To emphasize the difference between monadic product development and management practices and the real world of pluralistic product line development and management, please look over table 1 and 2, below.

Table 1:  A comparative summary of singular product roadmapping and pluralistic product line roadmapping.

ROADMAPPING

Item / Concerns

Product Roadmap

Product Line Roadmap

1

Sets up innovation targets for front end concept development No Yes

2

Focuses on leveraging a platform

No

Yes

3

Incorporates Linkages from Technology Building Blocks to Market Segments and Customer needs No

Yes

4 Highlights/calls out key milestones for products under development Yes Yes

5

General Orientation Near-Term Product and Project Management / Development Oversight

Full Product Line Strategy Execution

6

Multi-generational product plan building Yes

Yes per each platform

7

Feeds / Links into   Business Strategy In-directly

Directly and Significantly

8

Treatment of Product Lines Roll–up of individual products into a line of products

Starts with and is intimate to the product line

9

Relation to Strategy Formulation Only to the extent of seeking priority to project work; presumes the business strategy is known

Intimate and concurrent through the use of a product line strategy canvas and the build out of strategy essence; influences business strategy

10

Impact on portfolio management Roll up for project management and resource allocation

Intimate, old “is this portfolio balanced?” becomes “does this portfolio enable the success of the product line strategy/roadmap.”

11

Inclusive of non-product initiatives No

Yes. Operations, sales, marketing, research, supply chain, etc.

12 Depth or requisite insight building across all disciplines (marketing, operations, sales, finance, strategy, HR) Light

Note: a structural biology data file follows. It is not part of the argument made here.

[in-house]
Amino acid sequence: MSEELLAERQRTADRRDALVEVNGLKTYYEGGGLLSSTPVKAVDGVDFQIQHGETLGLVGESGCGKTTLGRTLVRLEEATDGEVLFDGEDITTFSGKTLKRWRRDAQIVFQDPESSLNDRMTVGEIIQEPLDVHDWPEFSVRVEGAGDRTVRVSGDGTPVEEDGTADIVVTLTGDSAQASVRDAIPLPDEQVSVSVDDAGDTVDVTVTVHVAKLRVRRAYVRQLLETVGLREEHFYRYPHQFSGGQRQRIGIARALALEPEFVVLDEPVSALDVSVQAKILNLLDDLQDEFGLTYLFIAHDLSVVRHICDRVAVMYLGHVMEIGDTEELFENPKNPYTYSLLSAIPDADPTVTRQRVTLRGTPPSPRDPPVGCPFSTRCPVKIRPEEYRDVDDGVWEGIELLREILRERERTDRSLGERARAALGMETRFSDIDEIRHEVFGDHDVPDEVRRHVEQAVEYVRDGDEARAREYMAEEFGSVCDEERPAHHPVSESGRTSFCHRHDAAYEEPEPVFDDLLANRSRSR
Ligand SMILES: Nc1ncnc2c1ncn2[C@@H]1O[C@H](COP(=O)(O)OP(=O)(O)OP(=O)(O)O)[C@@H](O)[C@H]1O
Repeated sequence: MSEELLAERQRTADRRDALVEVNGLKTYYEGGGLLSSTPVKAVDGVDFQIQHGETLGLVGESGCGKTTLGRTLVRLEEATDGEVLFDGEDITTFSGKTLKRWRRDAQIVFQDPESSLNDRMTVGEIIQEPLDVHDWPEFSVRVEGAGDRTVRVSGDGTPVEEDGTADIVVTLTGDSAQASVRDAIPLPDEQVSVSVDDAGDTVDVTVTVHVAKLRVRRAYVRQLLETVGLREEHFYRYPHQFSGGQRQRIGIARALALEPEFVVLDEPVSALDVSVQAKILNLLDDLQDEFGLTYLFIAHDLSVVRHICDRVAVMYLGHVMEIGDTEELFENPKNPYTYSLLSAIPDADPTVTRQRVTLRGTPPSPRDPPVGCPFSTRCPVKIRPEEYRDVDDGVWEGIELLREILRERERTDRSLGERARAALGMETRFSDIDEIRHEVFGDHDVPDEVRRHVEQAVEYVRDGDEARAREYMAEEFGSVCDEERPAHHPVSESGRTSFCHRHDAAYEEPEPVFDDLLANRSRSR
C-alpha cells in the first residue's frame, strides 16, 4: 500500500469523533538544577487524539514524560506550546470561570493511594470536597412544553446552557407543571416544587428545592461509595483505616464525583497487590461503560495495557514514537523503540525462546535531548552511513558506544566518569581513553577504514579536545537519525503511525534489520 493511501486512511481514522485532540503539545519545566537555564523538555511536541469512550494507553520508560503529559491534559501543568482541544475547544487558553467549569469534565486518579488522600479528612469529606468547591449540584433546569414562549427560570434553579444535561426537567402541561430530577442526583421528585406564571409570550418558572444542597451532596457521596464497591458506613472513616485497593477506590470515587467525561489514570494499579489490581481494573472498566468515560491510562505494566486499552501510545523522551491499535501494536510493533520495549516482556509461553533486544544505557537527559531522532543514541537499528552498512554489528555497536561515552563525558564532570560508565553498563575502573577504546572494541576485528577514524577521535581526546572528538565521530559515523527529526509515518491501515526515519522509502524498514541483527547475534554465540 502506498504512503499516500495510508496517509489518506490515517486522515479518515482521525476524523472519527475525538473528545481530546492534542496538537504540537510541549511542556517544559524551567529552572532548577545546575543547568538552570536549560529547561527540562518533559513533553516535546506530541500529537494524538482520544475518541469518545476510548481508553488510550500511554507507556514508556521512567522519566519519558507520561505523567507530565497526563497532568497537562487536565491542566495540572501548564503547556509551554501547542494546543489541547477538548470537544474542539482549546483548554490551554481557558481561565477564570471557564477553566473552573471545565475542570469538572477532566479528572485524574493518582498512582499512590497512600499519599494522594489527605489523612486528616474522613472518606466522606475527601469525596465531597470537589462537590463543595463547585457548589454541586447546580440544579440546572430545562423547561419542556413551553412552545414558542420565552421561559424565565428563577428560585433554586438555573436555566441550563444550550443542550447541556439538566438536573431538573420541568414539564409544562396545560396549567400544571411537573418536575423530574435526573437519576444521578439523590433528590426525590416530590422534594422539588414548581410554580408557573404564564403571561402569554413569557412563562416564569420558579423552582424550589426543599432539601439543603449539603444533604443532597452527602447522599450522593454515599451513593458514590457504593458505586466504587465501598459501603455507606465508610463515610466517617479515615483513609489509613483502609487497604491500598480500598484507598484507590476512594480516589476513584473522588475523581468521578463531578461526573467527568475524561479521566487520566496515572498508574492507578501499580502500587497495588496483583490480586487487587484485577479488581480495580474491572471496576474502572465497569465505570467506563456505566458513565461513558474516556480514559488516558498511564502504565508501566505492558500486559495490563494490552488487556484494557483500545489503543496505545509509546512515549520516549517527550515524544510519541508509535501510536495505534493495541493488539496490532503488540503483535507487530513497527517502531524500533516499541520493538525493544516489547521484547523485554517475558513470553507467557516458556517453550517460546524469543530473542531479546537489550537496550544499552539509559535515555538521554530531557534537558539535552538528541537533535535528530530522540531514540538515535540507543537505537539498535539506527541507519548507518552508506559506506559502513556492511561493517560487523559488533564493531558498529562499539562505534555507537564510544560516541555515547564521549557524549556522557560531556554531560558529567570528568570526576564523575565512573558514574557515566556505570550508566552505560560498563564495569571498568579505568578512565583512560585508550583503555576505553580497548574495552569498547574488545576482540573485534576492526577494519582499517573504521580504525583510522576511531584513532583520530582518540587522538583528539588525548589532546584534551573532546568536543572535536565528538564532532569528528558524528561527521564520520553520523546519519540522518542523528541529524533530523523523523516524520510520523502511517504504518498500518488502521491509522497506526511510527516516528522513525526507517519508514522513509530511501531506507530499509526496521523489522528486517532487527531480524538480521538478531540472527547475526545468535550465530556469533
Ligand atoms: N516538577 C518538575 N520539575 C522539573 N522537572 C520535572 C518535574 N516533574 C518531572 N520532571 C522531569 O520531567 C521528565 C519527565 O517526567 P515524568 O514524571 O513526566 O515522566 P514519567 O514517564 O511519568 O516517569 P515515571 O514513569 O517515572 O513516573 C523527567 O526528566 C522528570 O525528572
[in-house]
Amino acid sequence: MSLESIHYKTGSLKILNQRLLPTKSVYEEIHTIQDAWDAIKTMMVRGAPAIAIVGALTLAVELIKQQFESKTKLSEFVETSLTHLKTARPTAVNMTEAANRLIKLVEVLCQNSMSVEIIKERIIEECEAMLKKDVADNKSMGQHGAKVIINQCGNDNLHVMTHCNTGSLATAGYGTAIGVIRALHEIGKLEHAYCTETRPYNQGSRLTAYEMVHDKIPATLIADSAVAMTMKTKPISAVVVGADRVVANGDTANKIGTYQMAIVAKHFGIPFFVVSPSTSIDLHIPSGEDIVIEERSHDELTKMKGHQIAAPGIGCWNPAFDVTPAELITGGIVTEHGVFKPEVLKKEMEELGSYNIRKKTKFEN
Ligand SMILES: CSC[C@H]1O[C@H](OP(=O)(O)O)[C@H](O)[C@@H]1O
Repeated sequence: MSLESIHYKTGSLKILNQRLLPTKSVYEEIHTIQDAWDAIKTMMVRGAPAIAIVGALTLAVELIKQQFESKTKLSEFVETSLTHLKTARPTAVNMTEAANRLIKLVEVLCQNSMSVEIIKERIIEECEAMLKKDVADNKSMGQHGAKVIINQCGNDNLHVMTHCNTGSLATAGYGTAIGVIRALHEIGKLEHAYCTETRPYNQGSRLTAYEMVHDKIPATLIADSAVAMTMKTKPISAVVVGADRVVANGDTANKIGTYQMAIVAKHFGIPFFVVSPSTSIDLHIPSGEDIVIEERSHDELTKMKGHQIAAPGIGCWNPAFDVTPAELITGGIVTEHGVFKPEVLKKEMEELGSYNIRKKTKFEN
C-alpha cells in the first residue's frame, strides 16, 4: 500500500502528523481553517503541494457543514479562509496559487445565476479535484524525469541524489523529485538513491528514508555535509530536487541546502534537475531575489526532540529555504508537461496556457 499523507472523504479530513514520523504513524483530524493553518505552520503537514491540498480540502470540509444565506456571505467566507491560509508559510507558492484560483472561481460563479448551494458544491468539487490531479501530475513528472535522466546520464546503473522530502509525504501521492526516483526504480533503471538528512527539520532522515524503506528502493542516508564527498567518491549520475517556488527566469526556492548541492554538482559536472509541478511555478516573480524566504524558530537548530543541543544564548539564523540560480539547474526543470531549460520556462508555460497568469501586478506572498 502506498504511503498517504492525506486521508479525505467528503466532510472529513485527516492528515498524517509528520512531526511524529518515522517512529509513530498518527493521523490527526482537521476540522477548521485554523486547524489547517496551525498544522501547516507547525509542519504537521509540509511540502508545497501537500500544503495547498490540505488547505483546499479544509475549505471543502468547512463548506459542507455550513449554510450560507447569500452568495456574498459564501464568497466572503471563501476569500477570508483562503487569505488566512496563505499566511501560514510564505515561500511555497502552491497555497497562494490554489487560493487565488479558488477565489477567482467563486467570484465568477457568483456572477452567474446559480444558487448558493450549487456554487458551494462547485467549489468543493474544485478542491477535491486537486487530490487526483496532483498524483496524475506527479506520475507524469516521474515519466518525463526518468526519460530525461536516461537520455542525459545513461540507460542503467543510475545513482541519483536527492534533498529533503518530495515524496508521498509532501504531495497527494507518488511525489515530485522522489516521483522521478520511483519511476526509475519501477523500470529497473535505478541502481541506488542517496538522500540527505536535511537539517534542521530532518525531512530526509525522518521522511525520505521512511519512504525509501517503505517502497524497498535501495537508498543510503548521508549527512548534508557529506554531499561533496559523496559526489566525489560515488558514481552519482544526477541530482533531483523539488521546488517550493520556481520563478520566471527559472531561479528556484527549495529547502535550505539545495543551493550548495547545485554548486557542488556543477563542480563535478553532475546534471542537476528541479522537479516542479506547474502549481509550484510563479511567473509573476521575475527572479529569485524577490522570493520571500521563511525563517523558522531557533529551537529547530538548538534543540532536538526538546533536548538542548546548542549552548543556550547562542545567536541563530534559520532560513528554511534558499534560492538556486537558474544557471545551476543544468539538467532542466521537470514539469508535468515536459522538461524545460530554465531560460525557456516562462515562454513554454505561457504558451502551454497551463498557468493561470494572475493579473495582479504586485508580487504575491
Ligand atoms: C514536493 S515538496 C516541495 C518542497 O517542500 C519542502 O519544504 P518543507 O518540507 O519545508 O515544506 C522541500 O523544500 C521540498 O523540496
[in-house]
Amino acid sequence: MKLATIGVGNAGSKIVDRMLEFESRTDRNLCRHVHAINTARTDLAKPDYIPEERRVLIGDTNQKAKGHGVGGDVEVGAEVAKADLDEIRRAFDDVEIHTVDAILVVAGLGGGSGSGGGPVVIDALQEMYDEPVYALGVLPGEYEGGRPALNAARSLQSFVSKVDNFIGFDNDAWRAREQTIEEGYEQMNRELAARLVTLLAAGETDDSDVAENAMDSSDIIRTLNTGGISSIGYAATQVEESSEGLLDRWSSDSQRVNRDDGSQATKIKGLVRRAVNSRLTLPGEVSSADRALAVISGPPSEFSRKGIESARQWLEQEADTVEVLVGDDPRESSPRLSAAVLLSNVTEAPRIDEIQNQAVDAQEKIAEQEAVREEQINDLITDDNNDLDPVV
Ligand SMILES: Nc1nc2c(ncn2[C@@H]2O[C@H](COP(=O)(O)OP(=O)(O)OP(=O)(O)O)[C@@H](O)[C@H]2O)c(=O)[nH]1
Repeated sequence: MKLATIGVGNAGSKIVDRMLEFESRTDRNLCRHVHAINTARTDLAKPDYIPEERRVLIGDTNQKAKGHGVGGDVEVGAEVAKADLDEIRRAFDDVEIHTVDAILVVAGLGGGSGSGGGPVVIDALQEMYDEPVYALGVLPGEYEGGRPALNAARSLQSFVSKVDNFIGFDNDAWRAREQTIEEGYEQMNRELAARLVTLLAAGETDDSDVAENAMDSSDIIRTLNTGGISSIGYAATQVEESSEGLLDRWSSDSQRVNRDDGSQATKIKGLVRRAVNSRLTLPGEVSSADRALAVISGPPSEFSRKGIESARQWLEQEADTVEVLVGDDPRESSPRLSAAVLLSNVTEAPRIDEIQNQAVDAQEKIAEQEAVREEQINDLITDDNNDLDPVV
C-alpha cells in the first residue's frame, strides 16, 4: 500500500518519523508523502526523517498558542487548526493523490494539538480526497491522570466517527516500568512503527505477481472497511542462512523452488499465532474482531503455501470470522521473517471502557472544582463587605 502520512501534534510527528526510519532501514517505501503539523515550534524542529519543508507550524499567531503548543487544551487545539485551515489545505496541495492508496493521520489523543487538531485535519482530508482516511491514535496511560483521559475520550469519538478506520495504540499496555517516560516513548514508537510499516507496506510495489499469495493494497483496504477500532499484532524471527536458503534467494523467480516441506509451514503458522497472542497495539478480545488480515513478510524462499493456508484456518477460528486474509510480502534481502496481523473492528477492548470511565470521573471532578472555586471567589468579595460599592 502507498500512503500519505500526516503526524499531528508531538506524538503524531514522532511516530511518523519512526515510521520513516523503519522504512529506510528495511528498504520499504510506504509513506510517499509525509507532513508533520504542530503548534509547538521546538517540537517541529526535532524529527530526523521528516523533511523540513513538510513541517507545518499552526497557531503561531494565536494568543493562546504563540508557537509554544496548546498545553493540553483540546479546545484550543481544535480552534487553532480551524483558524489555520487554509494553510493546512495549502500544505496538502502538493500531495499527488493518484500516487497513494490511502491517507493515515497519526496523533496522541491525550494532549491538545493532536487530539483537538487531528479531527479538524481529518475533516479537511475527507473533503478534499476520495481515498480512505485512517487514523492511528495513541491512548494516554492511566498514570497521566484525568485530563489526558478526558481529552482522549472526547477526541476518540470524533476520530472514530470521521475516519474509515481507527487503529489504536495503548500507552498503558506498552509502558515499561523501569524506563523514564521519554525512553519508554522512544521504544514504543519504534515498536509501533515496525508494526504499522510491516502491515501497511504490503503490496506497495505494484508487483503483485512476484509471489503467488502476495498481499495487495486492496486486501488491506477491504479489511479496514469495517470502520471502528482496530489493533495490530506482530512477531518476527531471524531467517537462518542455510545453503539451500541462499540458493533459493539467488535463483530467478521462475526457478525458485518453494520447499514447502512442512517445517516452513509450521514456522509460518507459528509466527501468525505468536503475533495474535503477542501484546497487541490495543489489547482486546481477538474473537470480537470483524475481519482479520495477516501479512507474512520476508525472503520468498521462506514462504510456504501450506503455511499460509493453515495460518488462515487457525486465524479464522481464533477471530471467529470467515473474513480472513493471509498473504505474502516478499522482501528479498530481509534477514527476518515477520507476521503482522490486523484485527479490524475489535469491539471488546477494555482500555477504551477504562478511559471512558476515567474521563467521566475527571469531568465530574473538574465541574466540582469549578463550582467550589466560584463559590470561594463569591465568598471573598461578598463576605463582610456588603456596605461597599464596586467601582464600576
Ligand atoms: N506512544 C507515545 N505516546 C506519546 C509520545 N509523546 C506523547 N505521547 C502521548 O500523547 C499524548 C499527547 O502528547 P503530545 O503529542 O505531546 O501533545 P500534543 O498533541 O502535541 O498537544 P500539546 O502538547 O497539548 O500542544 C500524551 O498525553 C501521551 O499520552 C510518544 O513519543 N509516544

Very deep

Table 2: A comparative summary of singular product strategies against pluralistic product line strategies.

STRATEGY

Item / Concerns Product Strategy

Product Line Strategy

1

Supports & orients development and market diffusion of individual products Yes

Yes

2

Focuses on leveraging a platform No

Yes

3

Calls out the on-going advancement of technologies No

Yes

4

Can direct or influence major strategy moves vis-a- vis competitors No

Yes

5

General Orientation Standalone product linked to product objectives Fulfilling a role within business strategy; directly delivering toward objectives of overall business strategy

6

Time horizon Near term, moderate term

Near term, moderate term, long term

7

Feeds Business Strategy

In-directly

Directly and Significantly

8

Treatment of Product Lines Roll–up of individual products into a line of products

Focus is specific to the product line

9

Relation to Roadmap Formulation Only to the extent of seeking priority to product related project work

Intimate and concurrent through the use of product line roadmapping tools and templates

10

Coordinated market and product management across related products No

Yes

 11

Impact on technology scouting, market expansion, front end innovation Only relevant to product at hand

Calls out multiple desired targets (technology, market, new product) that are critical to strategy

12

Exploration and actions toward “Strategy Dynamics.” None to very little

Significant to Complete

13 Relationship to the business model and business model effectiveness Indirect

Deep – Interactive

Creating stellar product line strategies with sharp execution roadmaps can be learned, facilitated and implemented in any organization.  There are definite constructs and approaches that not only work, but also magnify the gains from product lines.  Organizations can deploy and streamline these practices to drive the overall strategic impact they realize from each of their product lines.  But it is not the mere roll-up of single product development efforts and single product management oversight.

The next time you hear that someone is going to create a product roadmap (singular), think for a moment.  What are they really hoping to accomplish?  Do they want to roll up the project plans for a single product, or perhaps for more than one product?  Are they seeking to work out an improved strategy and execution roadmap for the full line of products?  If all they care about is project management, it is likely they want a singular product roadmap.  If they want to improve the impact in the market of multiple products, it is product line strategizing and roadmapping that they should embrace.